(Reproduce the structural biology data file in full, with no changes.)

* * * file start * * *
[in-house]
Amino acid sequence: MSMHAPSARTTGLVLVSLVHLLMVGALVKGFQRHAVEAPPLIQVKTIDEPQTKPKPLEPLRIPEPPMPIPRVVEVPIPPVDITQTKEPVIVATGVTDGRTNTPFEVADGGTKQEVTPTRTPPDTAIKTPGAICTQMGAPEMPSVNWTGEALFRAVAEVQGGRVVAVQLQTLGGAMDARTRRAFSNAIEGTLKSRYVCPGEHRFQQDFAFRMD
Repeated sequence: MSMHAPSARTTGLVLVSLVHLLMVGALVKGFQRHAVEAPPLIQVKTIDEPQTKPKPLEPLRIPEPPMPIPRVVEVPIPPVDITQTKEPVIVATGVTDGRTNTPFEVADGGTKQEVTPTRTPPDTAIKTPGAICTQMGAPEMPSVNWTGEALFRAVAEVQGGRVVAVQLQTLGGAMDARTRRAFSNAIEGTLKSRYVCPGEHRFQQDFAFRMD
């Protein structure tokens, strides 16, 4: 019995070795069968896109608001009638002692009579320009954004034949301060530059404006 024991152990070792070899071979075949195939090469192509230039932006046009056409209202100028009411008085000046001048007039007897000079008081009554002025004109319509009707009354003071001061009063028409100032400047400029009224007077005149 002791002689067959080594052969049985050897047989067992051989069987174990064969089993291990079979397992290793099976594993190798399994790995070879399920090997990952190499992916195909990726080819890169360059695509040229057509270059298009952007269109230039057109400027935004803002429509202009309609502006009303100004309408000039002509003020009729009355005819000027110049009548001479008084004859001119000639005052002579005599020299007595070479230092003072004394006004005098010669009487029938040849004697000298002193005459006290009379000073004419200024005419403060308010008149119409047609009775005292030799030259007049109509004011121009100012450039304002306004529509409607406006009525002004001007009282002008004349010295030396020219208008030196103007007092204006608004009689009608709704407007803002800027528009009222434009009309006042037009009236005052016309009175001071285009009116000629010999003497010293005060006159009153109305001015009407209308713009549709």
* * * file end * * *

[in-house]
Amino acid sequence: MSMHAPSARTTGLVLVSLVHLLMVGALVKGFQRHAVEAPPLIQVKTIDEPQTKPKPLEPLRIPEPPMPIPRVVEVPIPPVDITQTKEPVIVATGVTDGRTNTPFEVADGGTKQEVTPTRTPPDTAIKTPGAICTQMGAPEMPSVNWTGEALFRAVAEVQGGRVVAVQLQTLGGAMDARTRRAFSNAIEGTLKSRYVCPGEHRFQQDFAFRMD
Repeated sequence: MSMHAPSARTTGLVLVSLVHLLMVGALVKGFQRHAVEAPPLIQVKTIDEPQTKPKPLEPLRIPEPPMPIPRVVEVPIPPVDITQTKEPVIVATGVTDGRTNTPFEVADGGTKQEVTPTRTPPDTAIKTPGAICTQMGAPEMPSVNWTGEALFRAVAEVQGGRVVAVQLQTLGGAMDARTRRAFSNAIEGTLKSRYVCPGEHRFQQDFAFRMD
């Protein structure tokens, strides 16, 4: 019995070795069968896109608001009638002692009579320009954004034949301060530059404006 024991152990070792070899071979075949195939090469192509230039932006046009056409209202100028009411008085000046001048007039007897000079008081009554002025004109319509009707009354003071001061009063028409100032400047400029009224007077005149 002791002689067959080594052969049985050897047989067992051989069987174990064969089993291990079979397992290793099976594993190798399994790995070879399920090997990952190499992916195909990726080819890169360059695509040229057509270059298009952007269109230039057109400027935004803002429509202009309609502006009303100004309408000039002509003020009729009355005819000027110049009548001479008084004859001119000639005052002579005599020299007595070479230092003072004394006004005098010669009487029938040849004697000298002193005459006290009379000073004419200024005419403060308010008149119409047609009775005292030799030259007049109509004011121009100012450039304002306004529509409607406006009525002004001007009282002008004349010295030396020219208008030196103007007092204006608004009689009608709704407007803002800027528009009222434009009309006042037009009236005052016309009175001071285009009116000629010999003497010293005060006159009153109305001015009407209308713009549709």